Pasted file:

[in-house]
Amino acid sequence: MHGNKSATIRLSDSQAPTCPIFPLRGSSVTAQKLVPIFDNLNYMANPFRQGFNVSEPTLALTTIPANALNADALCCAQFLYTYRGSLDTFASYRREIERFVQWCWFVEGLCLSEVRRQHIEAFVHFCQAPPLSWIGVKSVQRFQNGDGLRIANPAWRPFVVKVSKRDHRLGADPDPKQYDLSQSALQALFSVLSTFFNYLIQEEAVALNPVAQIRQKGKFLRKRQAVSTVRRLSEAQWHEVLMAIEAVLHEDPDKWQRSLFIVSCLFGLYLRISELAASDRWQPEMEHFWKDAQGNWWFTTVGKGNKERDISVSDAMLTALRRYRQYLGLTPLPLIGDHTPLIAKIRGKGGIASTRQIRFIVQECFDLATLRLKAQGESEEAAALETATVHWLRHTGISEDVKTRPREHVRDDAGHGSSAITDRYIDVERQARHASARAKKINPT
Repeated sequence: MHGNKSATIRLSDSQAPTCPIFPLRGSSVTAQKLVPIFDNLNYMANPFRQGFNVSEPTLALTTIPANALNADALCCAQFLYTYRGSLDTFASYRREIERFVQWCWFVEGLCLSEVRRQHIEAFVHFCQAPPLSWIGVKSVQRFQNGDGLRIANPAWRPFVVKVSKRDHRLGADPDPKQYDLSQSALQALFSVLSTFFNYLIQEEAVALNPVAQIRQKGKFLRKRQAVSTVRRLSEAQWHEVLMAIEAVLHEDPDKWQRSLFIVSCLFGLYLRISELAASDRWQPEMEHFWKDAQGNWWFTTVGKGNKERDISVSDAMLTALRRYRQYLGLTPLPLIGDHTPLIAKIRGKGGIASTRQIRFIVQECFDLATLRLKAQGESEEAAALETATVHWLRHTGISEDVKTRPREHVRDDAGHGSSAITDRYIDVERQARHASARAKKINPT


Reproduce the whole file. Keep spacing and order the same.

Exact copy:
[in-house]
Amino acid sequence: MHGNKSATIRLSDSQAPTCPIFPLRGSSVTAQKLVPIFDNLNYMANPFRQGFNVSEPTLALTTIPANALNADALCCAQFLYTYRGSLDTFASYRREIERFVQWCWFVEGLCLSEVRRQHIEAFVHFCQAPPLSWIGVKSVQRFQNGDGLRIANPAWRPFVVKVSKRDHRLGADPDPKQYDLSQSALQALFSVLSTFFNYLIQEEAVALNPVAQIRQKGKFLRKRQAVSTVRRLSEAQWHEVLMAIEAVLHEDPDKWQRSLFIVSCLFGLYLRISELAASDRWQPEMEHFWKDAQGNWWFTTVGKGNKERDISVSDAMLTALRRYRQYLGLTPLPLIGDHTPLIAKIRGKGGIASTRQIRFIVQECFDLATLRLKAQGESEEAAALETATVHWLRHTGISEDVKTRPREHVRDDAGHGSSAITDRYIDVERQARHASARAKKINPT
Repeated sequence: MHGNKSATIRLSDSQAPTCPIFPLRGSSVTAQKLVPIFDNLNYMANPFRQGFNVSEPTLALTTIPANALNADALCCAQFLYTYRGSLDTFASYRREIERFVQWCWFVEGLCLSEVRRQHIEAFVHFCQAPPLSWIGVKSVQRFQNGDGLRIANPAWRPFVVKVSKRDHRLGADPDPKQYDLSQSALQALFSVLSTFFNYLIQEEAVALNPVAQIRQKGKFLRKRQAVSTVRRLSEAQWHEVLMAIEAVLHEDPDKWQRSLFIVSCLFGLYLRISELAASDRWQPEMEHFWKDAQGNWWFTTVGKGNKERDISVSDAMLTALRRYRQYLGLTPLPLIGDHTPLIAKIRGKGGIASTRQIRFIVQECFDLATLRLKAQGESEEAAALETATVHWLRHTGISEDVKTRPREHVRDDAGHGSSAITDRYIDVERQARHASARAKKINPT